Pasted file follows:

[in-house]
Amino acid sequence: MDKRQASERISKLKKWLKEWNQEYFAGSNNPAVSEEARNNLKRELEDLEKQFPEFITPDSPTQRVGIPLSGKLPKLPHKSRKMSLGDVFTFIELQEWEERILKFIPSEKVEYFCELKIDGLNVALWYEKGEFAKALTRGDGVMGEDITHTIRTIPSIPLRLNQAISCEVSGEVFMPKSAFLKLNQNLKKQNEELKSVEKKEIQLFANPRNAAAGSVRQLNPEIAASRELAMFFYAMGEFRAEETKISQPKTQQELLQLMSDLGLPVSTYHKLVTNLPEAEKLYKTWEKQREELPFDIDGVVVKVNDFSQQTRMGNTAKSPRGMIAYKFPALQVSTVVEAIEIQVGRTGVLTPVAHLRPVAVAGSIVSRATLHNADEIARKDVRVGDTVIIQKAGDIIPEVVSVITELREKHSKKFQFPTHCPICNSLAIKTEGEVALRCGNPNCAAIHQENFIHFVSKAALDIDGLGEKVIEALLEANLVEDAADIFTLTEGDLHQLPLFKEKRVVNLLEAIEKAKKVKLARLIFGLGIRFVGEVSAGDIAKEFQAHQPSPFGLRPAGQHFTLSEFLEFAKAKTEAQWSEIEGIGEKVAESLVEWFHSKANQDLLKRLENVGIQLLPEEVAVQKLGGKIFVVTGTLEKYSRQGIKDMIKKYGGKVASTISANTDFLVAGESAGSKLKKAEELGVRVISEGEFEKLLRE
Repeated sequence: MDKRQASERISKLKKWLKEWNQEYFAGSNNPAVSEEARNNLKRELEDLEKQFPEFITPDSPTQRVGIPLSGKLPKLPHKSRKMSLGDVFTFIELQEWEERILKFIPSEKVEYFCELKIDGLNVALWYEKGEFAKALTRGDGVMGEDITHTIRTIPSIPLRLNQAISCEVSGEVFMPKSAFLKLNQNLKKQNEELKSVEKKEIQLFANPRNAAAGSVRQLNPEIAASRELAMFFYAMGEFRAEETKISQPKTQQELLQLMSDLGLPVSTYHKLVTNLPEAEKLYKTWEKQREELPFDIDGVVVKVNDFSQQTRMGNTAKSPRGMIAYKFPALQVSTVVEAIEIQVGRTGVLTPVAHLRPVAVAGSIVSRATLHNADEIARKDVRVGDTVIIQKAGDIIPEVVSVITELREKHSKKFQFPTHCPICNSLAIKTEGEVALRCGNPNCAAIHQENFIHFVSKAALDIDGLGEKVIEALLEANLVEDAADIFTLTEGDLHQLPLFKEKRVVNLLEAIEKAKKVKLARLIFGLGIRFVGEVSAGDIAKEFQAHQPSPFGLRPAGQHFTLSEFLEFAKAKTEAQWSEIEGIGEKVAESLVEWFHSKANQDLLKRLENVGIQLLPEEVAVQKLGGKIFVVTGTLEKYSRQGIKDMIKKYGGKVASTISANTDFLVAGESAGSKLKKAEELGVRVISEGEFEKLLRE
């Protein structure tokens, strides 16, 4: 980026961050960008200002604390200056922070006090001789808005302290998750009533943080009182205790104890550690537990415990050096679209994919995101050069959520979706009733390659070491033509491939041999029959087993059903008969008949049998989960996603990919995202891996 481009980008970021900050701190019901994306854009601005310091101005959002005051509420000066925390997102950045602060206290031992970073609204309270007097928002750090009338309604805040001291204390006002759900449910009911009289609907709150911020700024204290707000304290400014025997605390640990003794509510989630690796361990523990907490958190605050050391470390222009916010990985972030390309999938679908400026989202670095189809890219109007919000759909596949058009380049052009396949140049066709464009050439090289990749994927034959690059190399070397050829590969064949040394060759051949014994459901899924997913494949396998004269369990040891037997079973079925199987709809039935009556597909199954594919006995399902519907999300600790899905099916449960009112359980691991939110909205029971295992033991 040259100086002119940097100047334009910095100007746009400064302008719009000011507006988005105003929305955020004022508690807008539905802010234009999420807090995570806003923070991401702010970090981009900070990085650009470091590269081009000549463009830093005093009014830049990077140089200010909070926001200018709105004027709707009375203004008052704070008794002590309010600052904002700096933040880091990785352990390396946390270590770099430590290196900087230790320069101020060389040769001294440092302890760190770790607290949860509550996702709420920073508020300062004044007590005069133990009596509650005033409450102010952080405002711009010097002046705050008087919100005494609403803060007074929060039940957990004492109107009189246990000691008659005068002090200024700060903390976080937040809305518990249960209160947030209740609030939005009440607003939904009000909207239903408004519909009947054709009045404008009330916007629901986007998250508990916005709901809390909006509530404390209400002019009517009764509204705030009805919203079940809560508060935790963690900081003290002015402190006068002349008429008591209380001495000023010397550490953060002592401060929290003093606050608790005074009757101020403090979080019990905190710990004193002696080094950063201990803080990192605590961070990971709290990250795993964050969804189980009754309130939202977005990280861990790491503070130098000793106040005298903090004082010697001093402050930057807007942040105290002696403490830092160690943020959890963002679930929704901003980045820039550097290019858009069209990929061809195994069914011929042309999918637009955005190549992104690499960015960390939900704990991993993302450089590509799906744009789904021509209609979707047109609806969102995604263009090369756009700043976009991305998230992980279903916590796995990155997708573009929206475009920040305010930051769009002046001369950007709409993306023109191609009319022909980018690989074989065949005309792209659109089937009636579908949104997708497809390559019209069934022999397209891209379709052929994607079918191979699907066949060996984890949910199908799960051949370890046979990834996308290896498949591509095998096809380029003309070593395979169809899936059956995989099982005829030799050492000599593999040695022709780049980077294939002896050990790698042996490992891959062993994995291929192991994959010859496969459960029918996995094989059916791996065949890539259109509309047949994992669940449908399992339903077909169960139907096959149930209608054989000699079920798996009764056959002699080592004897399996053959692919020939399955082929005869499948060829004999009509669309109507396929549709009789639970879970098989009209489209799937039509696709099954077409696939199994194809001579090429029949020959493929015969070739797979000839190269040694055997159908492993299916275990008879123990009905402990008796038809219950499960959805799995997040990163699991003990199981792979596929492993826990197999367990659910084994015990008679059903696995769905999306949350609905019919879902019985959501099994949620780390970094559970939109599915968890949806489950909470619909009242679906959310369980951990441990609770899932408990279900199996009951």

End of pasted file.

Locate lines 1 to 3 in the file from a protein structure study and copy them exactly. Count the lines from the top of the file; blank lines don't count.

[in-house]
Amino acid sequence: MDKRQASERISKLKKWLKEWNQEYFAGSNNPAVSEEARNNLKRELEDLEKQFPEFITPDSPTQRVGIPLSGKLPKLPHKSRKMSLGDVFTFIELQEWEERILKFIPSEKVEYFCELKIDGLNVALWYEKGEFAKALTRGDGVMGEDITHTIRTIPSIPLRLNQAISCEVSGEVFMPKSAFLKLNQNLKKQNEELKSVEKKEIQLFANPRNAAAGSVRQLNPEIAASRELAMFFYAMGEFRAEETKISQPKTQQELLQLMSDLGLPVSTYHKLVTNLPEAEKLYKTWEKQREELPFDIDGVVVKVNDFSQQTRMGNTAKSPRGMIAYKFPALQVSTVVEAIEIQVGRTGVLTPVAHLRPVAVAGSIVSRATLHNADEIARKDVRVGDTVIIQKAGDIIPEVVSVITELREKHSKKFQFPTHCPICNSLAIKTEGEVALRCGNPNCAAIHQENFIHFVSKAALDIDGLGEKVIEALLEANLVEDAADIFTLTEGDLHQLPLFKEKRVVNLLEAIEKAKKVKLARLIFGLGIRFVGEVSAGDIAKEFQAHQPSPFGLRPAGQHFTLSEFLEFAKAKTEAQWSEIEGIGEKVAESLVEWFHSKANQDLLKRLENVGIQLLPEEVAVQKLGGKIFVVTGTLEKYSRQGIKDMIKKYGGKVASTISANTDFLVAGESAGSKLKKAEELGVRVISEGEFEKLLRE
Repeated sequence: MDKRQASERISKLKKWLKEWNQEYFAGSNNPAVSEEARNNLKRELEDLEKQFPEFITPDSPTQRVGIPLSGKLPKLPHKSRKMSLGDVFTFIELQEWEERILKFIPSEKVEYFCELKIDGLNVALWYEKGEFAKALTRGDGVMGEDITHTIRTIPSIPLRLNQAISCEVSGEVFMPKSAFLKLNQNLKKQNEELKSVEKKEIQLFANPRNAAAGSVRQLNPEIAASRELAMFFYAMGEFRAEETKISQPKTQQELLQLMSDLGLPVSTYHKLVTNLPEAEKLYKTWEKQREELPFDIDGVVVKVNDFSQQTRMGNTAKSPRGMIAYKFPALQVSTVVEAIEIQVGRTGVLTPVAHLRPVAVAGSIVSRATLHNADEIARKDVRVGDTVIIQKAGDIIPEVVSVITELREKHSKKFQFPTHCPICNSLAIKTEGEVALRCGNPNCAAIHQENFIHFVSKAALDIDGLGEKVIEALLEANLVEDAADIFTLTEGDLHQLPLFKEKRVVNLLEAIEKAKKVKLARLIFGLGIRFVGEVSAGDIAKEFQAHQPSPFGLRPAGQHFTLSEFLEFAKAKTEAQWSEIEGIGEKVAESLVEWFHSKANQDLLKRLENVGIQLLPEEVAVQKLGGKIFVVTGTLEKYSRQGIKDMIKKYGGKVASTISANTDFLVAGESAGSKLKKAEELGVRVISEGEFEKLLRE